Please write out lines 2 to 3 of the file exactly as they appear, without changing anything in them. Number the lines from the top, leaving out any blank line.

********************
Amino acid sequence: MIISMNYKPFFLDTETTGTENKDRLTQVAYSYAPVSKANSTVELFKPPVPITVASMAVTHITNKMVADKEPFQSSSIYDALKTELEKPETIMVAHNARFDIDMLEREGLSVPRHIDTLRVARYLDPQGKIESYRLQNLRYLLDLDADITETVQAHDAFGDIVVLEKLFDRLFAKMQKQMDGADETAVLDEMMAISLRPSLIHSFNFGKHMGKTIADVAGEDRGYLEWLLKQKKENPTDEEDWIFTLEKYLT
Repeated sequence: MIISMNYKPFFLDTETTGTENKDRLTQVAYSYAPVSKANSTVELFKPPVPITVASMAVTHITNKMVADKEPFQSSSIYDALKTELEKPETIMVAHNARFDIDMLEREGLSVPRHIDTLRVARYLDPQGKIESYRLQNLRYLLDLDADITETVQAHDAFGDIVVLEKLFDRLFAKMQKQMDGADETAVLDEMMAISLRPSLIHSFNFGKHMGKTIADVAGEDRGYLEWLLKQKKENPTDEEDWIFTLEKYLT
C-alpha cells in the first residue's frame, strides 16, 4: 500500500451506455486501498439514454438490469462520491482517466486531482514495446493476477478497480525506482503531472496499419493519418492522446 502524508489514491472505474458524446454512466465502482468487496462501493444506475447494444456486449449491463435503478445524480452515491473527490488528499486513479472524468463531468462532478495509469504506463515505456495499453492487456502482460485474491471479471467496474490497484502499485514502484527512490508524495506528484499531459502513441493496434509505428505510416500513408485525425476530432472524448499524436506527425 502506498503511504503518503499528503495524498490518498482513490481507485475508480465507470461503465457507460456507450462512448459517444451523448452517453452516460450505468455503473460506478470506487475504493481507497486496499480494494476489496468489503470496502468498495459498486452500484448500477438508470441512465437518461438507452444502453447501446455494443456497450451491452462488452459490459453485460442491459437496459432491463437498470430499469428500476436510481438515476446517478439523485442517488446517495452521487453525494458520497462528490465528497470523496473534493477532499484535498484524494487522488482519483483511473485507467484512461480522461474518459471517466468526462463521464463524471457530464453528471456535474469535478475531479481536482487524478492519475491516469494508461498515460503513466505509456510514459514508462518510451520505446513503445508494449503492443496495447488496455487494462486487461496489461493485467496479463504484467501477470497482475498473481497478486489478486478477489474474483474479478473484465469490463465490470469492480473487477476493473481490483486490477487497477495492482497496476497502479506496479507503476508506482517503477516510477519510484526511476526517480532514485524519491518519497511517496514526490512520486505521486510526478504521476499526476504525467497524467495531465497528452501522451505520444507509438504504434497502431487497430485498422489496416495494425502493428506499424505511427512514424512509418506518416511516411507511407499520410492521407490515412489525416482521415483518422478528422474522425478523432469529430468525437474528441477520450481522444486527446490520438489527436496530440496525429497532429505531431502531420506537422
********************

Repeated sequence: MIISMNYKPFFLDTETTGTENKDRLTQVAYSYAPVSKANSTVELFKPPVPITVASMAVTHITNKMVADKEPFQSSSIYDALKTELEKPETIMVAHNARFDIDMLEREGLSVPRHIDTLRVARYLDPQGKIESYRLQNLRYLLDLDADITETVQAHDAFGDIVVLEKLFDRLFAKMQKQMDGADETAVLDEMMAISLRPSLIHSFNFGKHMGKTIADVAGEDRGYLEWLLKQKKENPTDEEDWIFTLEKYLT
C-alpha cells in the first residue's frame, strides 16, 4: 500500500451506455486501498439514454438490469462520491482517466486531482514495446493476477478497480525506482503531472496499419493519418492522446 502524508489514491472505474458524446454512466465502482468487496462501493444506475447494444456486449449491463435503478445524480452515491473527490488528499486513479472524468463531468462532478495509469504506463515505456495499453492487456502482460485474491471479471467496474490497484502499485514502484527512490508524495506528484499531459502513441493496434509505428505510416500513408485525425476530432472524448499524436506527425 502506498503511504503518503499528503495524498490518498482513490481507485475508480465507470461503465457507460456507450462512448459517444451523448452517453452516460450505468455503473460506478470506487475504493481507497486496499480494494476489496468489503470496502468498495459498486452500484448500477438508470441512465437518461438507452444502453447501446455494443456497450451491452462488452459490459453485460442491459437496459432491463437498470430499469428500476436510481438515476446517478439523485442517488446517495452521487453525494458520497462528490465528497470523496473534493477532499484535498484524494487522488482519483483511473485507467484512461480522461474518459471517466468526462463521464463524471457530464453528471456535474469535478475531479481536482487524478492519475491516469494508461498515460503513466505509456510514459514508462518510451520505446513503445508494449503492443496495447488496455487494462486487461496489461493485467496479463504484467501477470497482475498473481497478486489478486478477489474474483474479478473484465469490463465490470469492480473487477476493473481490483486490477487497477495492482497496476497502479506496479507503476508506482517503477516510477519510484526511476526517480532514485524519491518519497511517496514526490512520486505521486510526478504521476499526476504525467497524467495531465497528452501522451505520444507509438504504434497502431487497430485498422489496416495494425502493428506499424505511427512514424512509418506518416511516411507511407499520410492521407490515412489525416482521415483518422478528422474522425478523432469529430468525437474528441477520450481522444486527446490520438489527436496530440496525429497532429505531431502531420506537422